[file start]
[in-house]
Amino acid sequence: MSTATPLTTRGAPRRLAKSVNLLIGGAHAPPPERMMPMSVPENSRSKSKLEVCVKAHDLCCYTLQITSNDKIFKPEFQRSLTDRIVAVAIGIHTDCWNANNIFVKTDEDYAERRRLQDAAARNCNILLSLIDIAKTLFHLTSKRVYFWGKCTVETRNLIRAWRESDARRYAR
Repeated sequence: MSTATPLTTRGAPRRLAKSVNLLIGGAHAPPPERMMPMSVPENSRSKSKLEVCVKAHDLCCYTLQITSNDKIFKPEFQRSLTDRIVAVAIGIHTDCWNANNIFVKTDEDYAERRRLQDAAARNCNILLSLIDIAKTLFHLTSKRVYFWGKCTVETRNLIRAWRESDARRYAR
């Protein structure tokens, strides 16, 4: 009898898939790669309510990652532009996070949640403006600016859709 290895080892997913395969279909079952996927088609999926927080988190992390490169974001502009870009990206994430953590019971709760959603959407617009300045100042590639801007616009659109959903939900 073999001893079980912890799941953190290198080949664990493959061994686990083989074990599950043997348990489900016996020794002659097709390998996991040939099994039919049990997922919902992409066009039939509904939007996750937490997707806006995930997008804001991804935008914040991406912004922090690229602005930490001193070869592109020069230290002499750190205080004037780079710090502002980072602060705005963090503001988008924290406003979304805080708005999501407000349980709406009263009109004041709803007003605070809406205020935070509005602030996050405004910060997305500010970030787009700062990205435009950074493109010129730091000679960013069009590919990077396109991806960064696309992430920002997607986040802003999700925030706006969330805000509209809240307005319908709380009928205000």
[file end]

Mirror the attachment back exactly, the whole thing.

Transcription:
[in-house]
Amino acid sequence: MSTATPLTTRGAPRRLAKSVNLLIGGAHAPPPERMMPMSVPENSRSKSKLEVCVKAHDLCCYTLQITSNDKIFKPEFQRSLTDRIVAVAIGIHTDCWNANNIFVKTDEDYAERRRLQDAAARNCNILLSLIDIAKTLFHLTSKRVYFWGKCTVETRNLIRAWRESDARRYAR
Repeated sequence: MSTATPLTTRGAPRRLAKSVNLLIGGAHAPPPERMMPMSVPENSRSKSKLEVCVKAHDLCCYTLQITSNDKIFKPEFQRSLTDRIVAVAIGIHTDCWNANNIFVKTDEDYAERRRLQDAAARNCNILLSLIDIAKTLFHLTSKRVYFWGKCTVETRNLIRAWRESDARRYAR
């Protein structure tokens, strides 16, 4: 009898898939790669309510990652532009996070949640403006600016859709 290895080892997913395969279909079952996927088609999926927080988190992390490169974001502009870009990206994430953590019971709760959603959407617009300045100042590639801007616009659109959903939900 073999001893079980912890799941953190290198080949664990493959061994686990083989074990599950043997348990489900016996020794002659097709390998996991040939099994039919049990997922919902992409066009039939509904939007996750937490997707806006995930997008804001991804935008914040991406912004922090690229602005930490001193070869592109020069230290002499750190205080004037780079710090502002980072602060705005963090503001988008924290406003979304805080708005999501407000349980709406009263009109004041709803007003605070809406205020935070509005602030996050405004910060997305500010970030787009700062990205435009950074493109010129730091000679960013069009590919990077396109991806960064696309992430920002997607986040802003999700925030706006969330805000509209809240307005319908709380009928205000």